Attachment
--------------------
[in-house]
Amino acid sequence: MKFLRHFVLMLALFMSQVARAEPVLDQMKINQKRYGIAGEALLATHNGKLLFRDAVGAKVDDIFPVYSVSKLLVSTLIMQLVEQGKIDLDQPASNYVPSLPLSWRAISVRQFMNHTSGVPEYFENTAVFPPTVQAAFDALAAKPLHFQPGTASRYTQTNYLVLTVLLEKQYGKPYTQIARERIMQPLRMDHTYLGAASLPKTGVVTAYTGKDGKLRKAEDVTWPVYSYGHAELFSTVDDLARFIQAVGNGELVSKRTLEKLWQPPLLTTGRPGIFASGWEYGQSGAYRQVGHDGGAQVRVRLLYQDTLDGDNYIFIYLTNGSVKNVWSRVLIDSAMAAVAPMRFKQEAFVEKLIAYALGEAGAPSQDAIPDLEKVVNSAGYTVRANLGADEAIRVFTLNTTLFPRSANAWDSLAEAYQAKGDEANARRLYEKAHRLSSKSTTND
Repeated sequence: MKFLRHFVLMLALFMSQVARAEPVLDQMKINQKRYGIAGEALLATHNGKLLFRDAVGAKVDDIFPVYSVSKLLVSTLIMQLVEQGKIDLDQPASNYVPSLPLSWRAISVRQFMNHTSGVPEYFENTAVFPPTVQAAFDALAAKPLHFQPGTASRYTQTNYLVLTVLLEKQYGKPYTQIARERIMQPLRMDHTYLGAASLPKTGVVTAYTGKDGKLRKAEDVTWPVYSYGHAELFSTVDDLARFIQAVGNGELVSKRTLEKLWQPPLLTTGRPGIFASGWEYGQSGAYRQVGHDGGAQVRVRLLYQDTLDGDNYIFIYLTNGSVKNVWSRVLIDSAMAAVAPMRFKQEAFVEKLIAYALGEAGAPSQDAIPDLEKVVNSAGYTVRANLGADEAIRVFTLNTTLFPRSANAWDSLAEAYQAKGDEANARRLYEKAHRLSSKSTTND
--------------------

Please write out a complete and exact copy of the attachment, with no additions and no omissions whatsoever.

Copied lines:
[in-house]
Amino acid sequence: MKFLRHFVLMLALFMSQVARAEPVLDQMKINQKRYGIAGEALLATHNGKLLFRDAVGAKVDDIFPVYSVSKLLVSTLIMQLVEQGKIDLDQPASNYVPSLPLSWRAISVRQFMNHTSGVPEYFENTAVFPPTVQAAFDALAAKPLHFQPGTASRYTQTNYLVLTVLLEKQYGKPYTQIARERIMQPLRMDHTYLGAASLPKTGVVTAYTGKDGKLRKAEDVTWPVYSYGHAELFSTVDDLARFIQAVGNGELVSKRTLEKLWQPPLLTTGRPGIFASGWEYGQSGAYRQVGHDGGAQVRVRLLYQDTLDGDNYIFIYLTNGSVKNVWSRVLIDSAMAAVAPMRFKQEAFVEKLIAYALGEAGAPSQDAIPDLEKVVNSAGYTVRANLGADEAIRVFTLNTTLFPRSANAWDSLAEAYQAKGDEANARRLYEKAHRLSSKSTTND
Repeated sequence: MKFLRHFVLMLALFMSQVARAEPVLDQMKINQKRYGIAGEALLATHNGKLLFRDAVGAKVDDIFPVYSVSKLLVSTLIMQLVEQGKIDLDQPASNYVPSLPLSWRAISVRQFMNHTSGVPEYFENTAVFPPTVQAAFDALAAKPLHFQPGTASRYTQTNYLVLTVLLEKQYGKPYTQIARERIMQPLRMDHTYLGAASLPKTGVVTAYTGKDGKLRKAEDVTWPVYSYGHAELFSTVDDLARFIQAVGNGELVSKRTLEKLWQPPLLTTGRPGIFASGWEYGQSGAYRQVGHDGGAQVRVRLLYQDTLDGDNYIFIYLTNGSVKNVWSRVLIDSAMAAVAPMRFKQEAFVEKLIAYALGEAGAPSQDAIPDLEKVVNSAGYTVRANLGADEAIRVFTLNTTLFPRSANAWDSLAEAYQAKGDEANARRLYEKAHRLSSKSTTND